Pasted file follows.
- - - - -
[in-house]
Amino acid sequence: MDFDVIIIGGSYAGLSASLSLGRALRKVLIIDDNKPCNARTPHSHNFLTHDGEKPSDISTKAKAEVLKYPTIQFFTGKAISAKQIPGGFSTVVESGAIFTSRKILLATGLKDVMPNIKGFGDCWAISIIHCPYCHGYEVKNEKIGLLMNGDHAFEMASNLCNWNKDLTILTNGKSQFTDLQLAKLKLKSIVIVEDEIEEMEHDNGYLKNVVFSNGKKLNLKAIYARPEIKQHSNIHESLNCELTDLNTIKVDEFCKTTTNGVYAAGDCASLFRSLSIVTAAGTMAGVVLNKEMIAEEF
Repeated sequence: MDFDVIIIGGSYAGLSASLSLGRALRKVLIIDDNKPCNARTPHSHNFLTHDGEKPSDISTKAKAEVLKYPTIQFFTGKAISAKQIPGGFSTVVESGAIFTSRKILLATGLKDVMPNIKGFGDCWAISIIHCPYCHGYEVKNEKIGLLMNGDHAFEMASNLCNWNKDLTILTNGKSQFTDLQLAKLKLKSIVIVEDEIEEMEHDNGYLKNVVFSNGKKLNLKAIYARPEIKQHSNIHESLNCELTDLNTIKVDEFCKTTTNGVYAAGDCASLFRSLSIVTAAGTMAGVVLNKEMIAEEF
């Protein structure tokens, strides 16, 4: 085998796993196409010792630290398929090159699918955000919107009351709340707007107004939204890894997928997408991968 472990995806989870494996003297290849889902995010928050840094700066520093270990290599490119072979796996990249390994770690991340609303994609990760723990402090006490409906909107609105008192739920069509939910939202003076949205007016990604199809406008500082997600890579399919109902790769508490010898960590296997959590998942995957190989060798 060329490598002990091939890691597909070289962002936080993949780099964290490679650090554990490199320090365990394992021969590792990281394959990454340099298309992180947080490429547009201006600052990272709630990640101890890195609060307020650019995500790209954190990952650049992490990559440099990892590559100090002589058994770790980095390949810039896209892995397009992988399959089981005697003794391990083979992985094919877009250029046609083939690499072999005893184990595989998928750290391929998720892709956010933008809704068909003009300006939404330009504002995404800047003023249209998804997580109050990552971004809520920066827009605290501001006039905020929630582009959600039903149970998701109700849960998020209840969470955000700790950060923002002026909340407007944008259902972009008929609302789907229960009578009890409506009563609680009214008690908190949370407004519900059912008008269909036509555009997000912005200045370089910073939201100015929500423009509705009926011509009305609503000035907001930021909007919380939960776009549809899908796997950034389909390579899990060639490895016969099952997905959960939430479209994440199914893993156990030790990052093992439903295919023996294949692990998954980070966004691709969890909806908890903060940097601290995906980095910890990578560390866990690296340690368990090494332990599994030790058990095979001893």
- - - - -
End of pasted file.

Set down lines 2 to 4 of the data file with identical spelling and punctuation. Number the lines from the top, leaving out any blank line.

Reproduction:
Amino acid sequence: MDFDVIIIGGSYAGLSASLSLGRALRKVLIIDDNKPCNARTPHSHNFLTHDGEKPSDISTKAKAEVLKYPTIQFFTGKAISAKQIPGGFSTVVESGAIFTSRKILLATGLKDVMPNIKGFGDCWAISIIHCPYCHGYEVKNEKIGLLMNGDHAFEMASNLCNWNKDLTILTNGKSQFTDLQLAKLKLKSIVIVEDEIEEMEHDNGYLKNVVFSNGKKLNLKAIYARPEIKQHSNIHESLNCELTDLNTIKVDEFCKTTTNGVYAAGDCASLFRSLSIVTAAGTMAGVVLNKEMIAEEF
Repeated sequence: MDFDVIIIGGSYAGLSASLSLGRALRKVLIIDDNKPCNARTPHSHNFLTHDGEKPSDISTKAKAEVLKYPTIQFFTGKAISAKQIPGGFSTVVESGAIFTSRKILLATGLKDVMPNIKGFGDCWAISIIHCPYCHGYEVKNEKIGLLMNGDHAFEMASNLCNWNKDLTILTNGKSQFTDLQLAKLKLKSIVIVEDEIEEMEHDNGYLKNVVFSNGKKLNLKAIYARPEIKQHSNIHESLNCELTDLNTIKVDEFCKTTTNGVYAAGDCASLFRSLSIVTAAGTMAGVVLNKEMIAEEF
């Protein structure tokens, strides 16, 4: 085998796993196409010792630290398929090159699918955000919107009351709340707007107004939204890894997928997408991968 472990995806989870494996003297290849889902995010928050840094700066520093270990290599490119072979796996990249390994770690991340609303994609990760723990402090006490409906909107609105008192739920069509939910939202003076949205007016990604199809406008500082997600890579399919109902790769508490010898960590296997959590998942995957190989060798 060329490598002990091939890691597909070289962002936080993949780099964290490679650090554990490199320090365990394992021969590792990281394959990454340099298309992180947080490429547009201006600052990272709630990640101890890195609060307020650019995500790209954190990952650049992490990559440099990892590559100090002589058994770790980095390949810039896209892995397009992988399959089981005697003794391990083979992985094919877009250029046609083939690499072999005893184990595989998928750290391929998720892709956010933008809704068909003009300006939404330009504002995404800047003023249209998804997580109050990552971004809520920066827009605290501001006039905020929630582009959600039903149970998701109700849960998020209840969470955000700790950060923002002026909340407007944008259902972009008929609302789907229960009578009890409506009563609680009214008690908190949370407004519900059912008008269909036509555009997000912005200045370089910073939201100015929500423009509705009926011509009305609503000035907001930021909007919380939960776009549809899908796997950034389909390579899990060639490895016969099952997905959960939430479209994440199914893993156990030790990052093992439903295919023996294949692990998954980070966004691709969890909806908890903060940097601290995906980095910890990578560390866990690296340690368990090494332990599994030790058990095979001893």